Online ISItA conferences

Since 2021, the Italian Institute of Anthropology has been organizing online conferences annually on topics of interdisciplinary interest aimed at non-specialist audiences. The meetings will be freely available through an online platform, also in the form of video recording.


The program is being prepared. Four conferences will take place between September and November.


Four online conferences took place under the theme "Dialogues on Culture, Behavior and Ethics 150 Years After Charles Darwin's The Descent of Man".

Ethics and evolutionism: biology and philosophy of the moral sense

Eleonora Severini, Università di Pavia, Dipartimento di Studi Umanistici

11 december 2021, 12:00

link no yet available

How can the relationship between ethics and evolutionism be understood? We can start from the problems connected to this relationship and ask ourselves why it is so difficult to talk about ethics and evolutionism. At the basis of this difficulty there seem to be both historical and theoretical reasons. To address these issues, three theses are discussed: (1) ethics and evolution coincide; (2) ethics counteracts evolution; (3) ethics is disconnected from evolution. Starting from the difficulties encountered by the three theses, an alternative way of thinking about the relationship between ethics and evolution is proposed that is able, on the one hand, to include the environment within the reference evolutionary vision and, on the other hand, to place ethics in an ecological perspective.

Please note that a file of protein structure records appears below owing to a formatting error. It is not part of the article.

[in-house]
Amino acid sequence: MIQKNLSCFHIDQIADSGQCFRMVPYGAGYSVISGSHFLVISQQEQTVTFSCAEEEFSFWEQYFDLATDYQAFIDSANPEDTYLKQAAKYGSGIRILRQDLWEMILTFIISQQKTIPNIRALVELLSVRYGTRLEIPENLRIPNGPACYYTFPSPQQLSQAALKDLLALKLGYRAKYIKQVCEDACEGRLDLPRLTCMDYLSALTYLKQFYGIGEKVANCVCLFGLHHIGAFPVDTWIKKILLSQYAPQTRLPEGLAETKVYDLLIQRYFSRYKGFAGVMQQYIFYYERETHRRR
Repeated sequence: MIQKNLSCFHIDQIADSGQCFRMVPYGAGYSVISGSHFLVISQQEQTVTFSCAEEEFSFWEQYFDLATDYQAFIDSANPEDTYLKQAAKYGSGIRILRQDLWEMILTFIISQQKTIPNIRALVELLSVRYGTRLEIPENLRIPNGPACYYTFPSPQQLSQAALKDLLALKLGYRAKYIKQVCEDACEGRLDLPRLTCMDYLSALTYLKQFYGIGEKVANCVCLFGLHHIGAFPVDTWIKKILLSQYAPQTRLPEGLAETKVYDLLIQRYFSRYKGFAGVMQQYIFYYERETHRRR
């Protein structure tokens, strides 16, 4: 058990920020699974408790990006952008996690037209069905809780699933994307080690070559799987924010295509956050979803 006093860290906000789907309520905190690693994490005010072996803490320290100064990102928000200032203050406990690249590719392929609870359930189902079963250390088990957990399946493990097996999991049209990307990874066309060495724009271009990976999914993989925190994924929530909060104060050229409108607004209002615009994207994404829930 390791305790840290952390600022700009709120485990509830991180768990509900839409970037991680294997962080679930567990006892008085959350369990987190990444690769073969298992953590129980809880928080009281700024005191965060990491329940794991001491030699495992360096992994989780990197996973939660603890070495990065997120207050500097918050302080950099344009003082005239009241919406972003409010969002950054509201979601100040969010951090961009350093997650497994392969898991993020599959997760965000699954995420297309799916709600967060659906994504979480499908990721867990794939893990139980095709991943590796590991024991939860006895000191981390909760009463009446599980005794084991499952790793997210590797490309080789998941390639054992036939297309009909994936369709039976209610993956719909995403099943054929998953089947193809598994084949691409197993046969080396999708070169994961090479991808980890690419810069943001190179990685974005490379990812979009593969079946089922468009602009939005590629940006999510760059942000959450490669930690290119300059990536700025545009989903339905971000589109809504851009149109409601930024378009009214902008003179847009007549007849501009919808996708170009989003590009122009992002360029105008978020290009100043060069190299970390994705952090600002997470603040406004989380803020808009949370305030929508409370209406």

Extended Mind and Cognitive Archeology

Emiliano Bruner, Centro Nacional de Investigación sobre la Evolución Humana, Burgos (España)

10 november 2021, 11:15


In recent years, evidence has increased in support of the hypothesis of cognitive extension, proposing that the mental process is not limited to the brain system but also actively involves the body and the environment (especially technology). The evolution of a "prosthetic capacity" that allowed the inclusion of instruments in the body and central nervous system schemes would therefore have been fundamental in human phylogeny. This process can also be analyzed through the archaeological register, using methods and techniques from neuropsychology and cognitive sciences.

Continuist Darwin, non-humans and cultural anthropology

Stefano Allovio, Università di Milano Statale

9 november 2021, 11:15


In "The Descent of Man", Darwin insistently claims the continuist paradigm, emphasizing the reasoning power of non-human animals, going so far as to link the dreams of dogs to the "non-human" possibilities of animism. Contemporary anthropology, increasingly attentive to the relationships between humans and non-humans, would not struggle to superimpose, for example, Darwin's considerations on the mental faculties of dogs with what can be found in refined ethnographies such as that of Eduardo Kohn on the runes of Peru. . Darwin and the Runas (who perhaps he could have defined "low savages") are much more similar than one might imagine: they think about what dogs think and they do it starting from a knowledge that feeds on close interspecific relationships.

Evolution of altruism

Telmo Pievani, Università di Padova

31 may 2021, 17:30

video available at link

The animal world offers us many examples of altruism, even in species that are evolutionarily distant from ours. This spread of altruistic behaviors may seem like a paradox, as natural selection favors traits that allow their carriers to survive and reproduce. How can altruistic behaviors override self-interest?

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